As for the rest of the game, I always did enjoy the Hoenn region. Needs more water stones though. Really liking the pokemon search function thing (forgotten what it’s called. Something nav maybe?). Also love the fact that you can fly to places other than the towns – makes my obsessive berry gathering easier.

I must also confess that I am amazing at nicknaming pokemon. My team members have some truly majestic names. So beautiful.

lorekai: Nostalgia incoming.

In less than twelve hours from now Pokemon Omega Ruby and Alpha Sapphire will be releasing here, and as the third generation games are my favourite, I’m a little bit excited, so this week I’ll be talking about my Pokemon game experiences.


Generation One:

Versions played: Blue and Yellow.

What I remember most about these games, aside from my super awesome Venusaur, in Blue, that killed everything, are the many stupid things my childhood self did, including going through Rock Tunnel without flash, because I didn’t know it existed and I just thought Japanese games were really hard, and using my masterball on a Raticate to see if it worked, and then releasing that Raticate in hopes that I would get it back. I also have the way through Silph Co forever burned into my memory due to the amount of time I spent wandering around lost in there.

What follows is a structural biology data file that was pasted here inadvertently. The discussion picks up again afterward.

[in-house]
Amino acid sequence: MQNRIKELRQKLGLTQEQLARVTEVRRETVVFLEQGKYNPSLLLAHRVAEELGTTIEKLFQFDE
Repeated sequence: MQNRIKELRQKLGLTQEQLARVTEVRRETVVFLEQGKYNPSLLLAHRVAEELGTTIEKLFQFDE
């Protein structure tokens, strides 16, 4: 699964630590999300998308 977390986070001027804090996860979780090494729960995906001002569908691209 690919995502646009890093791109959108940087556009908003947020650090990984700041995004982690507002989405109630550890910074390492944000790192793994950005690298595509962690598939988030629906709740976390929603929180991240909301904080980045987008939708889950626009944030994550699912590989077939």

Generation Two:

Versions played: Gold and Crystal.

Also remembered largely for stupid decisions, slightly fewer than the previous games at least, although I did kill a shiny Rhyhorn because I thought it was a glitch, despite already having the red Gyarodos. Also as the original copy of Crystal I played through was a less than legitimate translation of the Japanese version, I remember great deal of confusion about the giant Pokemon Centre in Goldenrod City, that to this day I am still not entirely sure of the purpose of.


Generation Three:

Versions played: Sapphire, Emerald, and Leaf Green.

Between Sapphire, Emerald, and the Golden Sun series, these were the first games that I ever considered from an aesthetic standpoint, that ever made me think that in game locations could be beautiful, it was probably a lot in part due to early teenage pretension, but it helped set the standard for how I look at games today. Furthermore I did a lot fewer stupid things in these games, it was the first time I actually raised a proper team, and gave vague thought to strategy, rather than over leveling my starter and just plowing through.


Generation Four: